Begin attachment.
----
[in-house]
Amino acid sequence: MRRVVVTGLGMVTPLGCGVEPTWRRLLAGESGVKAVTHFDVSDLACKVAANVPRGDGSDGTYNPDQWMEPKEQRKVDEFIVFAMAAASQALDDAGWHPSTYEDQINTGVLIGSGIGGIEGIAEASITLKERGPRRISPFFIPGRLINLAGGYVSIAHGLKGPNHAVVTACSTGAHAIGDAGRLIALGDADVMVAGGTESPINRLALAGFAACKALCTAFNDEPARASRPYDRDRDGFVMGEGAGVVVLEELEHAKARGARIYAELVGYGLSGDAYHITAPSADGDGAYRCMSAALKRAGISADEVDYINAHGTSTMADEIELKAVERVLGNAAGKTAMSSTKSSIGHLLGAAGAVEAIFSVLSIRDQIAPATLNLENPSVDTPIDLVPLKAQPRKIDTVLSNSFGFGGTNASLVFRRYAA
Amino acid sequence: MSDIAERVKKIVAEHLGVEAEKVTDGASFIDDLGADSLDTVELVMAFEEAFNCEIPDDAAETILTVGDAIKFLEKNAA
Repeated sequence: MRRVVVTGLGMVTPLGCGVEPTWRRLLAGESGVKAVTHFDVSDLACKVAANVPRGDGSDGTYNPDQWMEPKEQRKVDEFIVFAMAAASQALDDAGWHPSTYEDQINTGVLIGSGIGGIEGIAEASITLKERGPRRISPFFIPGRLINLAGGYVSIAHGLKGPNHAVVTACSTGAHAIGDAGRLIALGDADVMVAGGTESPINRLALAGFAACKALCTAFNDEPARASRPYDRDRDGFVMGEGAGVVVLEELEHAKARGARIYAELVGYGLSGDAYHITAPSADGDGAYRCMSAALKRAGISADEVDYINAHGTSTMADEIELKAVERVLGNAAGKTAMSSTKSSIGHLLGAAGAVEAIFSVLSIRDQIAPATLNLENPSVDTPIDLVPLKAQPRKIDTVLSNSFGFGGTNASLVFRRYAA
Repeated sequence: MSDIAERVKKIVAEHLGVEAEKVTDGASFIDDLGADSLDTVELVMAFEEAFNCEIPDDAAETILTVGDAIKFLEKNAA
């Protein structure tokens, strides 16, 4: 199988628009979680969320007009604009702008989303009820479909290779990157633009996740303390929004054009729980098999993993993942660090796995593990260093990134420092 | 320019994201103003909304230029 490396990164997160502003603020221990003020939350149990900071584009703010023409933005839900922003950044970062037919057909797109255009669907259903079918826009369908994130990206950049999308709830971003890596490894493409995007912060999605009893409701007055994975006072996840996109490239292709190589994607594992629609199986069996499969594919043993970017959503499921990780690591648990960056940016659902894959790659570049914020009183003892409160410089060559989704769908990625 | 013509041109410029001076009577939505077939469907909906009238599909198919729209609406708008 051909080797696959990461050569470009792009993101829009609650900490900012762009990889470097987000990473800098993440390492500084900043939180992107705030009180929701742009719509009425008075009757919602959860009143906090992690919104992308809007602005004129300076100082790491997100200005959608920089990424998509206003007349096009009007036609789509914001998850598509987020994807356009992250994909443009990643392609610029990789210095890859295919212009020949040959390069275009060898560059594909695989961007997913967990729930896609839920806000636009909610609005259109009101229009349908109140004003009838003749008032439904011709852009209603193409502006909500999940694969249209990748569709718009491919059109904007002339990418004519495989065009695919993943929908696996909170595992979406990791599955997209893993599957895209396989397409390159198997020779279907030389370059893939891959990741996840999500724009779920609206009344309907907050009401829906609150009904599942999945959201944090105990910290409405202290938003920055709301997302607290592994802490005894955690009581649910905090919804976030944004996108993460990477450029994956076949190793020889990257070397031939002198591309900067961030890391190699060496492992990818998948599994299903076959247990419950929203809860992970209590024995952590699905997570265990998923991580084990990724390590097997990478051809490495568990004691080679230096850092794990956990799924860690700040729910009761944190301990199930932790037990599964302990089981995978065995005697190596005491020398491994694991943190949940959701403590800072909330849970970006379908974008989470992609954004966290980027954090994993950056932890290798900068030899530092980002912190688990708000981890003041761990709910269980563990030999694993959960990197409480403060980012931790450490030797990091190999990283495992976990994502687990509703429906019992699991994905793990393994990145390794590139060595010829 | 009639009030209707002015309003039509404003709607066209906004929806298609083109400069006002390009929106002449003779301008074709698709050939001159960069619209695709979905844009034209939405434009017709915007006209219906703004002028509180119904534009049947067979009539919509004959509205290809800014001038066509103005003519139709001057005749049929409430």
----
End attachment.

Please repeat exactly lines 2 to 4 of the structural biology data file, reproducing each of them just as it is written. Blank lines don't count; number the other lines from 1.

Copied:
Amino acid sequence: MRRVVVTGLGMVTPLGCGVEPTWRRLLAGESGVKAVTHFDVSDLACKVAANVPRGDGSDGTYNPDQWMEPKEQRKVDEFIVFAMAAASQALDDAGWHPSTYEDQINTGVLIGSGIGGIEGIAEASITLKERGPRRISPFFIPGRLINLAGGYVSIAHGLKGPNHAVVTACSTGAHAIGDAGRLIALGDADVMVAGGTESPINRLALAGFAACKALCTAFNDEPARASRPYDRDRDGFVMGEGAGVVVLEELEHAKARGARIYAELVGYGLSGDAYHITAPSADGDGAYRCMSAALKRAGISADEVDYINAHGTSTMADEIELKAVERVLGNAAGKTAMSSTKSSIGHLLGAAGAVEAIFSVLSIRDQIAPATLNLENPSVDTPIDLVPLKAQPRKIDTVLSNSFGFGGTNASLVFRRYAA
Amino acid sequence: MSDIAERVKKIVAEHLGVEAEKVTDGASFIDDLGADSLDTVELVMAFEEAFNCEIPDDAAETILTVGDAIKFLEKNAA
Repeated sequence: MRRVVVTGLGMVTPLGCGVEPTWRRLLAGESGVKAVTHFDVSDLACKVAANVPRGDGSDGTYNPDQWMEPKEQRKVDEFIVFAMAAASQALDDAGWHPSTYEDQINTGVLIGSGIGGIEGIAEASITLKERGPRRISPFFIPGRLINLAGGYVSIAHGLKGPNHAVVTACSTGAHAIGDAGRLIALGDADVMVAGGTESPINRLALAGFAACKALCTAFNDEPARASRPYDRDRDGFVMGEGAGVVVLEELEHAKARGARIYAELVGYGLSGDAYHITAPSADGDGAYRCMSAALKRAGISADEVDYINAHGTSTMADEIELKAVERVLGNAAGKTAMSSTKSSIGHLLGAAGAVEAIFSVLSIRDQIAPATLNLENPSVDTPIDLVPLKAQPRKIDTVLSNSFGFGGTNASLVFRRYAA